Guru Purnima (IAST: Guru Pūrṇimā, sanskrit: गुरु पूर्णिमा) is a Hindu festival dedicated to spiritual and academic teachers. This festival traditionally celebrated by Hindus and Buddhists, to thank their teachers. It is marked by ritualistic respect to the Guru, Guru Puja. The Guru Principle is a thousand times more active on the day of Gurupournima than on any other day. The word Guru is derived from two words, 'Gu' and 'Ru'. The Sanskrit root "Gu" means darkness or ignorance. "Ru" denotes the remover of that darkness. Therefore one who removes darkness of our ignorance is a Guru. Gurus are believed by many to be the most necessary part of lives. On this day, disciples offer puja(worship) or pay respect to their Guru (Spiritual Guide). It falls on the day of full moon, Purnima, in the month of Ashadh (June–July) of the Shaka Samvat, Indian national calendar and Hindu calendar.
Traditionally the festival is celebrated by Buddhists in honor of the lord Buddha who gave His first sermon on this day at Sarnath, Uttar Pradesh,India. In the yogic tradition, the day is celebrated as the occasion when Shiva became the first Guru, as he began the transmission of yoga to theSaptarishis. Many Hindus celebrate the day in honor of the great sage Vyasa, who is seen as one of the greatest gurus in ancient Hindu traditions and a symbol of the Guru-shishya tradition.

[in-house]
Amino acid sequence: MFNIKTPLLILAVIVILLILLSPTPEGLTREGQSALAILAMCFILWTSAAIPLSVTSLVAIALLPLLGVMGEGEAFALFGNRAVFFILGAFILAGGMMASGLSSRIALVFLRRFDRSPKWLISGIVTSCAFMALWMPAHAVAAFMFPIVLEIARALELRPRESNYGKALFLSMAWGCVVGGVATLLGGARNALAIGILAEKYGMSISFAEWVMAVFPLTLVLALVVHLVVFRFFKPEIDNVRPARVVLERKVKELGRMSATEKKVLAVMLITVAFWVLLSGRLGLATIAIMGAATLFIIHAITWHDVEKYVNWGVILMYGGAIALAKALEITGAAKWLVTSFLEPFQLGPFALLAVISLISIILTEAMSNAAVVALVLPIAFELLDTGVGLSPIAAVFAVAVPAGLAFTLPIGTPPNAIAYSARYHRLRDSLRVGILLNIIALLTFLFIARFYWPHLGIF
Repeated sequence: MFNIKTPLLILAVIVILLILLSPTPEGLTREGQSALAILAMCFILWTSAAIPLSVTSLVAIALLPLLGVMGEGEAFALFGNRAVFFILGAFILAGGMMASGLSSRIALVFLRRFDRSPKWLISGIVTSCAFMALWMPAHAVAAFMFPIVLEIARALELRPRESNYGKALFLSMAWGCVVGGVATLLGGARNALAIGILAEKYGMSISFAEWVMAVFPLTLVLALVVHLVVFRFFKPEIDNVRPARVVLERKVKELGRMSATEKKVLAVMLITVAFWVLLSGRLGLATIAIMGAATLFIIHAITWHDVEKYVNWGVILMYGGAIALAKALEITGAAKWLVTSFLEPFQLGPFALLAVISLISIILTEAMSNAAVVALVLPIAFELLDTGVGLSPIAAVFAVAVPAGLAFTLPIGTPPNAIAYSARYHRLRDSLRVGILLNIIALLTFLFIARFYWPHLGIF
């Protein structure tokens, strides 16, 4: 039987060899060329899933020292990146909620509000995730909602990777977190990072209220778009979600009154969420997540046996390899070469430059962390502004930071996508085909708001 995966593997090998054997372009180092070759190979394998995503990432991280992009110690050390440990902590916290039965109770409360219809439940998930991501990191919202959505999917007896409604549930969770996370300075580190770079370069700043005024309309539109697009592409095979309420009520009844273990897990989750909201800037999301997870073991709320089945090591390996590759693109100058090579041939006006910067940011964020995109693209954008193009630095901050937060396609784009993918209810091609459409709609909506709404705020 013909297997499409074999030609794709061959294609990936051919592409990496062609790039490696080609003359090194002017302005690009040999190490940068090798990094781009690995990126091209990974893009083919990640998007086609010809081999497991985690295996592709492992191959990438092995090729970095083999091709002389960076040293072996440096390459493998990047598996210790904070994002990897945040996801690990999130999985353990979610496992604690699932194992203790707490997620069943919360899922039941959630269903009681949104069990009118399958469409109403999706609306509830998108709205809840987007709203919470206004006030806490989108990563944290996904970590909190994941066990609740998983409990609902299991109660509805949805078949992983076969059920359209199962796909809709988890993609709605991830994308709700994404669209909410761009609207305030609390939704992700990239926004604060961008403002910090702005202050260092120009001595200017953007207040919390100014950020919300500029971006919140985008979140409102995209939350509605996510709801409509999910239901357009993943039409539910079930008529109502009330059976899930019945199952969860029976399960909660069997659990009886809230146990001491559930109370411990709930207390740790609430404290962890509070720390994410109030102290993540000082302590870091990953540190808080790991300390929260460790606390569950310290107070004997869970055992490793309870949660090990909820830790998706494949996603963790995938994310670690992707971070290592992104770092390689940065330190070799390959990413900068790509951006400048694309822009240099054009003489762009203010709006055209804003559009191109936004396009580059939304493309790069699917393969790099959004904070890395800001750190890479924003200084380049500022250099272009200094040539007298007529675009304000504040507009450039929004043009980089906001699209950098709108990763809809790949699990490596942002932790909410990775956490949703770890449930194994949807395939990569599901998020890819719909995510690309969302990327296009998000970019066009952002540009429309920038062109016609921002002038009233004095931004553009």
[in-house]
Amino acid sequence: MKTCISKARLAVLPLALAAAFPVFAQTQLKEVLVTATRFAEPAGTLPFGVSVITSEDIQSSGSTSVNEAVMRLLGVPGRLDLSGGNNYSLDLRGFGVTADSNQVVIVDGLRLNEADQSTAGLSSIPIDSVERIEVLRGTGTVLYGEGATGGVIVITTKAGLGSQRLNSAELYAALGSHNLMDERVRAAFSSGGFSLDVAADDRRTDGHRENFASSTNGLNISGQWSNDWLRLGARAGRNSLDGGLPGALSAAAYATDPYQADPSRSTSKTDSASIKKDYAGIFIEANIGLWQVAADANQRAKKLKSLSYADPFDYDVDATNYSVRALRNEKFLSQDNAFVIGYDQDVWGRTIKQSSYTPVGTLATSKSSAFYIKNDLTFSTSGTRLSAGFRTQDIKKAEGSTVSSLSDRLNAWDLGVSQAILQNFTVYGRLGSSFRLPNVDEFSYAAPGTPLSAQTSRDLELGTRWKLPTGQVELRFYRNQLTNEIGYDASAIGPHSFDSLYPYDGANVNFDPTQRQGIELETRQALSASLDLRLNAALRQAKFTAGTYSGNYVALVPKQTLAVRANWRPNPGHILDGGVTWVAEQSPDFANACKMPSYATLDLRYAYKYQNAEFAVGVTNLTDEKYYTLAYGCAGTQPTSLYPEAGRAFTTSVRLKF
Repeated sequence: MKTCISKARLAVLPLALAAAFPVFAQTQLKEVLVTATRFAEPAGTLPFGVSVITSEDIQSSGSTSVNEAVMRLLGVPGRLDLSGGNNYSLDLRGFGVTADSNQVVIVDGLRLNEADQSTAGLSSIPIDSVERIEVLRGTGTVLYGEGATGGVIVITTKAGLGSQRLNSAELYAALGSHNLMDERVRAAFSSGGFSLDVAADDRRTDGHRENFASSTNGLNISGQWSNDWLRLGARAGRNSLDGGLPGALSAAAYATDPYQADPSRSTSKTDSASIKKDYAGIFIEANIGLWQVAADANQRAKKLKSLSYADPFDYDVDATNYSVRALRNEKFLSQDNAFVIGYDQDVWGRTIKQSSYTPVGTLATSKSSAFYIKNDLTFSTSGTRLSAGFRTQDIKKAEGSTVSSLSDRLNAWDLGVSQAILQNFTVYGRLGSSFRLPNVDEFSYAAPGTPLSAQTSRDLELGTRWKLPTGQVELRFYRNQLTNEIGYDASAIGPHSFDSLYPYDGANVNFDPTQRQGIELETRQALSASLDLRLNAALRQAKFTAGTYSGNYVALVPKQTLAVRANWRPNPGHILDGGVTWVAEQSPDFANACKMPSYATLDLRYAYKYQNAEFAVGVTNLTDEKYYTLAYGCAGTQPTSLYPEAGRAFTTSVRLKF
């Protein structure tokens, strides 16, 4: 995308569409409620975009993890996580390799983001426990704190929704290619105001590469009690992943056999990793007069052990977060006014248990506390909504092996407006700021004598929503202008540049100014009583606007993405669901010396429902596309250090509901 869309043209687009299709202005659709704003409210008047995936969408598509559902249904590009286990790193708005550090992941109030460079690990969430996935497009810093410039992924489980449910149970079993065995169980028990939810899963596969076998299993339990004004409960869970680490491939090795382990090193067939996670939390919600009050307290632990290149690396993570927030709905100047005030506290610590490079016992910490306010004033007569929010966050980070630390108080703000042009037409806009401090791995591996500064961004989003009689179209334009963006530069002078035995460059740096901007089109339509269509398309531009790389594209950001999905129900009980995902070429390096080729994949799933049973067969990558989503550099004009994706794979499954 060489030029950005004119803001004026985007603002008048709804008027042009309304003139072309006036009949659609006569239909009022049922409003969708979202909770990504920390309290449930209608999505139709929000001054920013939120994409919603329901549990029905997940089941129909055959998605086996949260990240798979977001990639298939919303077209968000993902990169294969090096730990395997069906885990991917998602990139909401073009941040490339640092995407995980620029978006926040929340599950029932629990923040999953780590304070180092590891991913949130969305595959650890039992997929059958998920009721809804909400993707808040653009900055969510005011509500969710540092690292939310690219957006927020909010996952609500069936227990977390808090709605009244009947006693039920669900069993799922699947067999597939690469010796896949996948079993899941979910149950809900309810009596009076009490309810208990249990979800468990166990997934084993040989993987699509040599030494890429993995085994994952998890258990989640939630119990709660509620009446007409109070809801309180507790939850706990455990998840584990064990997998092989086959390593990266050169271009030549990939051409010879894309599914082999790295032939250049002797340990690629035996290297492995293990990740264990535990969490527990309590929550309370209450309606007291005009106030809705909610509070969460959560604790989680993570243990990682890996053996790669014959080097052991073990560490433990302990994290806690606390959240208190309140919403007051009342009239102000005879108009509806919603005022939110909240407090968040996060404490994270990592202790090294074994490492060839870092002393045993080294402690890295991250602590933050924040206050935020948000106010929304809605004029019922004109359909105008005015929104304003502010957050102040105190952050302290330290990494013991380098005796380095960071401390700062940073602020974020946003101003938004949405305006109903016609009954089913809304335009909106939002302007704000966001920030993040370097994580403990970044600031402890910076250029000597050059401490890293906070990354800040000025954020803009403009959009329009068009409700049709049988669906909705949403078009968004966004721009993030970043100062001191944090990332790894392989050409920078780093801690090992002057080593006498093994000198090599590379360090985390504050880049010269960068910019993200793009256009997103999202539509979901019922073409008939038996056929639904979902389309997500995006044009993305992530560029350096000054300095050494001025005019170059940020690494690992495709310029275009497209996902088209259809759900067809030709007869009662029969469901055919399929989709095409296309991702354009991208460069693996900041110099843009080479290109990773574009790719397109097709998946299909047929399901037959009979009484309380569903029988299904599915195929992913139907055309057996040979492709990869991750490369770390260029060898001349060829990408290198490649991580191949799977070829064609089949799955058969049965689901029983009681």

This was the day, when Krishna-Dwaipayana Vyasa – author of the Mahabharata – was born to sage Parashara and a fisherman's daughter Satyavati, thus this day is also celebrated asVyasa Purnima. Veda Vyasa, did yeoman service to the cause of Vedic studies by gathering all the Vedic hymns extant during his times, dividing them into four parts based on their use in the sacrificial rites, and teaching them to his four chief disciples – Paila, Vaisampayana, Jaimini and Sumantu. It was this dividing and editing that earned him the honorific "Vyasa" (vyas = to edit, to divide). "He divided the Veda into four, namely Rig, Yajur, Sama and Atharva. The histories and the Puranas are said to be the fifth Veda."